Jimmy Butler and Giannis Antetokounmpo go head-to-head when the fifth-seeded Miami Heat and top-seeded Milwaukee Bucks open a best-of-seven Eastern Conference semifinal series Monday night at the ESPN Wide World of Sports Complex near Orlando.
The All-Star forwards dueled just once in the regular season, with Butler getting the upper hand in the Heat’s 105-89 home win on March 2.
Butler contributed 18 points to the win, while Antetokounmpo was held far below his average with 13 points to go with 15 rebounds and just three assists.
Butler sat out both other Miami-Milwaukee meetings in the regular season. The Heat won 131-126 in overtime on the road on the season’s opening weekend in October, before the Bucks finally got into the win column with a 130-116 triumph inside the NBA bubble earlier this month.
The Heat (2-1) were the only Eastern Conference team to win a season series with the Bucks this year. Dallas (2-0) and Denver (2-0) also accomplished the feat among Western clubs.
The rivals ranked fourth (Bucks, 13.8 per game) and sixth (Heat, 13.4) in 3-pointers made during the regular season, and shooting from beyond the arc played a major role in determining who won the three earlier meetings.
The Heat held the Bucks to 24-for-88 shooting on treys in the first two games, with Milwaukee floundering at 31.5 and 20.6 percent, respectively. But Milwaukee was a much improved 15-for-37 (40.5 percent) in the win in the bubble.
Miami, meanwhile, made 16, 18 and 21 3-pointers in the three games, hitting at 43.3 percent.
Both teams defended the 3-point line relatively well in the first round, with Miami holding Indiana to 12.0 triples per game at 37.5 percent, while Milwaukee limited Orlando to 15.0 per game at 37.7 percent.
The Heat haven’t played since finishing off their sweep of Indiana on Aug. 24. Butler insisted afterward that he and his teammates are enjoying the bubble experience, one in which the Bucks’ home-court advantage earned in the regular season has been taken away.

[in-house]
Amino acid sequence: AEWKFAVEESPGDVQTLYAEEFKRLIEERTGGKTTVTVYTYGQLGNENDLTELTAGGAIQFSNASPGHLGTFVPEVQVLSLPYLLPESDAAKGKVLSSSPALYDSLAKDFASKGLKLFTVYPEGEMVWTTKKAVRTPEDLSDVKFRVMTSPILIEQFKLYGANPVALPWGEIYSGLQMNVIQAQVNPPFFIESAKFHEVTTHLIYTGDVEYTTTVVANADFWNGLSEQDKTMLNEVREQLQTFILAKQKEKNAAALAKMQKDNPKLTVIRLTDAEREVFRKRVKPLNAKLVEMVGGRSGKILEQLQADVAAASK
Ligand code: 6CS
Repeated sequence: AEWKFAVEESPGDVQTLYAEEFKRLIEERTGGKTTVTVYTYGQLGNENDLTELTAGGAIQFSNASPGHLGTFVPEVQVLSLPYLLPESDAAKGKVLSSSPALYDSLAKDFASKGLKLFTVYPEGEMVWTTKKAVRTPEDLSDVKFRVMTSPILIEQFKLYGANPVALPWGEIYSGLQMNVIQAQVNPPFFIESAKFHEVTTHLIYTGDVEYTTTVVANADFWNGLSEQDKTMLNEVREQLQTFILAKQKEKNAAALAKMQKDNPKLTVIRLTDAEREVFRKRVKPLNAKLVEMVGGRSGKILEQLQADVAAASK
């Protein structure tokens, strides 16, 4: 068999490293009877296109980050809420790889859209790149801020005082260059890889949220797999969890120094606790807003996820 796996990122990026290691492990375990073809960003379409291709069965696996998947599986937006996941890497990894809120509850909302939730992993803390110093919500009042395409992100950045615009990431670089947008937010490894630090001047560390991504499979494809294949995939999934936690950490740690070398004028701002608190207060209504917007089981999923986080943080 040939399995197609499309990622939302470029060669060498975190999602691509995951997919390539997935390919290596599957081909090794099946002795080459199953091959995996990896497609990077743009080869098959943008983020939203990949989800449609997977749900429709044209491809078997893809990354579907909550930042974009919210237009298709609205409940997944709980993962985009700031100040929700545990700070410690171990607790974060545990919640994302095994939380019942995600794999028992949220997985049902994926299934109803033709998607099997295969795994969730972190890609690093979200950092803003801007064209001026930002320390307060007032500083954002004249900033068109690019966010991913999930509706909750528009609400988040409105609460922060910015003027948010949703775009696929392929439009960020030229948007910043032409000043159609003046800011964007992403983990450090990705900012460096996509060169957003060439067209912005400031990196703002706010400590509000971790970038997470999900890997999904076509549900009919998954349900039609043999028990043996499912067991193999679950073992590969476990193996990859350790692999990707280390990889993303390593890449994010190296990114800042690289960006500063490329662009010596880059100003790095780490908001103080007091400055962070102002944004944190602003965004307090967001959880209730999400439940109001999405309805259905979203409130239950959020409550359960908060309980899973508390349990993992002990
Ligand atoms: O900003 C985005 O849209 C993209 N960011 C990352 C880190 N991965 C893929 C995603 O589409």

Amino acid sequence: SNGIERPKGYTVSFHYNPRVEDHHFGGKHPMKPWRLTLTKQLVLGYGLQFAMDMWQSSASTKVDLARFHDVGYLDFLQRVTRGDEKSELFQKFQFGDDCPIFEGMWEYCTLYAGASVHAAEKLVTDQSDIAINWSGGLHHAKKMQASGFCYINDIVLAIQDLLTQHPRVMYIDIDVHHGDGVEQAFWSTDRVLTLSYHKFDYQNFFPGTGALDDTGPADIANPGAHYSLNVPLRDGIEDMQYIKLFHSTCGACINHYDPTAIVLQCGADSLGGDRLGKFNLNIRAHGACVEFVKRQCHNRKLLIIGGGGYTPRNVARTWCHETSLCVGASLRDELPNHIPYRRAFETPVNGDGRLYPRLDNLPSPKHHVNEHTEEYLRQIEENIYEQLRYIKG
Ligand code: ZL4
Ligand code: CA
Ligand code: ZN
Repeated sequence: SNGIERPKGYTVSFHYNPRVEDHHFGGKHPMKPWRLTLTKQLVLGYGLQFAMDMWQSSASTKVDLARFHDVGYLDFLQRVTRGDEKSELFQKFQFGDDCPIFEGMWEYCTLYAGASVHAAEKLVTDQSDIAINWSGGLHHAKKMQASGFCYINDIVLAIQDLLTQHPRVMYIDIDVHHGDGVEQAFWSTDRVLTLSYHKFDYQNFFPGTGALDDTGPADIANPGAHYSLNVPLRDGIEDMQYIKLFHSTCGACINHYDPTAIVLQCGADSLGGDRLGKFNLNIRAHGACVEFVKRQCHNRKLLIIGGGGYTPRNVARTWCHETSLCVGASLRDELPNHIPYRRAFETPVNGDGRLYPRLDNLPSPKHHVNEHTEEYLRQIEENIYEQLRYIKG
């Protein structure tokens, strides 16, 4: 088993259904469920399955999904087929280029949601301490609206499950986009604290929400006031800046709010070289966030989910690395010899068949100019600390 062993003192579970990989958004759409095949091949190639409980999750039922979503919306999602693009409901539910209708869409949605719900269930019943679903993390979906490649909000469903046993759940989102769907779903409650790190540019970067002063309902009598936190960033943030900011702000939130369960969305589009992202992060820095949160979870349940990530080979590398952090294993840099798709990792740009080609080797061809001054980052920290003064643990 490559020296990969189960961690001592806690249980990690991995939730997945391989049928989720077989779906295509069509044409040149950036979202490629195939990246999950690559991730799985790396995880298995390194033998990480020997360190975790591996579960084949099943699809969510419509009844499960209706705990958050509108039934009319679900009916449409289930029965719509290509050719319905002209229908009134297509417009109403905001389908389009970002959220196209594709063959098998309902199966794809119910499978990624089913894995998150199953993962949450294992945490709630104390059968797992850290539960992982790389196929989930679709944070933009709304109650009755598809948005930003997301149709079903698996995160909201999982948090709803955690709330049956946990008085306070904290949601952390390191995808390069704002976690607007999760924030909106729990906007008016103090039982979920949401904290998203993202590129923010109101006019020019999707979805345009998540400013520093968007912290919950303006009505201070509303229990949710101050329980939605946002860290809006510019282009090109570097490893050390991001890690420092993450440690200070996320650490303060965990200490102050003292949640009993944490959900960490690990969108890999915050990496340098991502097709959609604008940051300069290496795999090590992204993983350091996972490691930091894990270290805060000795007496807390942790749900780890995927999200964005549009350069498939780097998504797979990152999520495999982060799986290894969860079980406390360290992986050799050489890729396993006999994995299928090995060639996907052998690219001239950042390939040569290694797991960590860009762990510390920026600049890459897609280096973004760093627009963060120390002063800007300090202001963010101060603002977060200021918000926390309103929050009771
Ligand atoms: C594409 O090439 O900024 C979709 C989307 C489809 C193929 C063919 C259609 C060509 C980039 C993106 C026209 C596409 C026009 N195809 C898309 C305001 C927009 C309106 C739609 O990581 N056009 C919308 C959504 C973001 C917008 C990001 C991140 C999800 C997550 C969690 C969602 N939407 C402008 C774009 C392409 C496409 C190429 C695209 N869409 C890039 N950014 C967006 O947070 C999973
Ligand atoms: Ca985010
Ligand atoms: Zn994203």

“We’re here to win man, home or away,” he boasted during the time off. “I think this is the type of environment we like to play in. We’re not worried about the fans booing us, or cheering for us for that matter. We’re just out here playing a Miami Heat style of basketball, playing with and for one another.”
One thing the Heat avoided by dispatching the Pacers so quickly was the postponement of games in the aftermath of the Jacob Blake shooting in Wisconsin.
The Bucks spearheaded NBA protests by walking out on their scheduled game against Orlando on Wednesday, before returning three days later to complete the 4-1 series win.
Antetokounmpo admitted after the triumph that he and his teammates are not totally focused on basketball right now.
“One thing that moved me as a human being was that, if you really want to accomplish something and get something done, you can,” he said of efforts to contact Blake’s family during the week. “We came together as a team. His dad was tearing up telling us how powerful what we did on that day was for him and his family, and that’s bigger than basketball to me.
“We’re going to remember the way we felt for the rest of our lives.”
–Field Level Media